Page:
The problem is that the data was there all along: we knew very early that the virus predominantly affected those aged 80+ and was unlikely to cause serious illness in otherwise healthy young and middle-aged people. As is now the norm in Tory Britain, the young had to make sacrifices for the old. A startling number of people are languishing on NHS waiting lists as a result — how many will die before they are treated? Did the benefits outweigh the costs? These are the questions few in power asked at the time, but many people at home were thinking about them every day, looking for answers the government couldn’t — or wouldn’t — provide. In the absence of official explanations, some turned to conspiracy theories, fuelled by anger and betrayal.

It is alarming that the UK, a largely liberal society, fell so quickly into authoritarianism. Neighbours reported each other for minor rule breaches, and human beings were treated like walking biohazards. Thousands of pounds in fines were doled out, even though it later emerged that the politicians calling the shots were flagrantly breaking their own rules. At one point, we were permitted one outdoor exercise session a day. It sounds ludicrous because it was. In fact, it sounds like a remaking of Orwell’s Nineteen Eighty-Four, as conspiracy theorists are keen to point out. By reacting to COVID in a previously unimaginable way, the government created the ideal environment for conspiracies: one fuelled by fear, mistrust and betrayal.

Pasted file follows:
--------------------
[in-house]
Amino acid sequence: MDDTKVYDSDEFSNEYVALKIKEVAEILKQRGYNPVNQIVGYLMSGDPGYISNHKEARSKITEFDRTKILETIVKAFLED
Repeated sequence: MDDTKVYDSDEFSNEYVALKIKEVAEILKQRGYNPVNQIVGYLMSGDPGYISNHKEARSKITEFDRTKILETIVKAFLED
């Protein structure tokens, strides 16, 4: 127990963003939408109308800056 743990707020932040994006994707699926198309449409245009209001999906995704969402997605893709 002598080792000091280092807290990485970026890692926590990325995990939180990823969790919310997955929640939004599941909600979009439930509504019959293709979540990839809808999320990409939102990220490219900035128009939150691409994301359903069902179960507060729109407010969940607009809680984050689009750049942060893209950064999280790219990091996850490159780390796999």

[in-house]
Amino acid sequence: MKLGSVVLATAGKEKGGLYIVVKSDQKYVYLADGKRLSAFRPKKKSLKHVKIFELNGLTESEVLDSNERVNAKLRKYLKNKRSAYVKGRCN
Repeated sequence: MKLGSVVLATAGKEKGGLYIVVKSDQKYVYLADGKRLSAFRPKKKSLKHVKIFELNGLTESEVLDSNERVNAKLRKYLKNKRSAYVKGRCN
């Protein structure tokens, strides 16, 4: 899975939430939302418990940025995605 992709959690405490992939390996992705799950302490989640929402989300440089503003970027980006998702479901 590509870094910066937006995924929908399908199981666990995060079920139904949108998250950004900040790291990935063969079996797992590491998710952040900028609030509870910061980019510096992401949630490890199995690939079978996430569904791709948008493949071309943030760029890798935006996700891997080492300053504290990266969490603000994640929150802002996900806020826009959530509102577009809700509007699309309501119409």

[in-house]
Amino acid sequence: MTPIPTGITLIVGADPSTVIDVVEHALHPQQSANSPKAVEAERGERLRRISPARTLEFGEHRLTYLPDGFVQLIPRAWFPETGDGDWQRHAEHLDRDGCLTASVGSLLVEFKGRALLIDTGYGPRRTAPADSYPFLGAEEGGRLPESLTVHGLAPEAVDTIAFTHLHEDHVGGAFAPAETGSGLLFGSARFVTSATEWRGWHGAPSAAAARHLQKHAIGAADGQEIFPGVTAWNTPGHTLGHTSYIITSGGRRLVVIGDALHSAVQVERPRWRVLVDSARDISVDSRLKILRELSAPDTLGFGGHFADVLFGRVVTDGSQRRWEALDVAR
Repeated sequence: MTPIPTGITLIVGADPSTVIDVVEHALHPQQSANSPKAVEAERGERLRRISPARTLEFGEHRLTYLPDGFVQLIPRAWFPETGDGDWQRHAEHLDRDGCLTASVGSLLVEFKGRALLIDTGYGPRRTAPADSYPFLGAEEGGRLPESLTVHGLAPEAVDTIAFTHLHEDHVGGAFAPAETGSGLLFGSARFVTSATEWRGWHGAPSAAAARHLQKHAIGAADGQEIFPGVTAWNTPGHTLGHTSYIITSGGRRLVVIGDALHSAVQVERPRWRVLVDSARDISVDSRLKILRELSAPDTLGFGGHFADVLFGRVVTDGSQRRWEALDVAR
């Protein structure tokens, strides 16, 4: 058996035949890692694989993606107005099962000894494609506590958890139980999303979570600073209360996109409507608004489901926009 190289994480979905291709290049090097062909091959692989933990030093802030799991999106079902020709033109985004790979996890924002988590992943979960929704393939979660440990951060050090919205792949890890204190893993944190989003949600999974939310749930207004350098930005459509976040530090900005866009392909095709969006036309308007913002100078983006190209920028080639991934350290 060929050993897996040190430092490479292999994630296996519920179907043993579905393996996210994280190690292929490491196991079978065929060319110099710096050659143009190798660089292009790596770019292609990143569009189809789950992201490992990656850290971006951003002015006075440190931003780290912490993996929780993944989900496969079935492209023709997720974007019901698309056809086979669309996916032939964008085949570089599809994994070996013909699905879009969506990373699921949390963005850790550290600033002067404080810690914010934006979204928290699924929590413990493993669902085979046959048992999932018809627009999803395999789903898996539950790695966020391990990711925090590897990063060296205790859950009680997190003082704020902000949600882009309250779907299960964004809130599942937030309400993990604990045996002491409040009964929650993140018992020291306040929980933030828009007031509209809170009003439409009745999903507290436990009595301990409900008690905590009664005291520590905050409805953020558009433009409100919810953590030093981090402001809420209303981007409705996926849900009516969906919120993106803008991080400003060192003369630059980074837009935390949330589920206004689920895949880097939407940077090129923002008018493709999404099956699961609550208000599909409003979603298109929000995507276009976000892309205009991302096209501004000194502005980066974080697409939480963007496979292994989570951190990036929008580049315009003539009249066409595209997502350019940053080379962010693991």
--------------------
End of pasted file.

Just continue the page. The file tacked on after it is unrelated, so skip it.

Paradoxically, while many conspiracy theories are rooted in the notion of a ruling elite dictating the lives of ordinary people, believing in them is itself an act of control. Never were people less in control of their own lives than during COVID. However, feelings of helplessness have been building for a while now.

It’s no secret that life in the UK is getting worse. We’re poorer, and nothing seems to work; meanwhile, the richest in society are getting richer. This is the kernel of truth at the heart of the most prevalent conspiracies circulating today, and it’s part of the reason that the green agenda has become embroiled in so much controversy.

Since even before 2020, various green policies were implemented — like lockdowns — with no public vote. The 2030 ban on combustion engines is one example; more recently, Oxfordshire County Council’s fifteen-minute city plans and Sadiq Khan’s Ultra-Low Emission Zone have been introduced. We need to act to prevent climate change, but these policies are rarely accompanied by a cost-benefit analysis which takes into account the lives and livelihoods of ordinary people.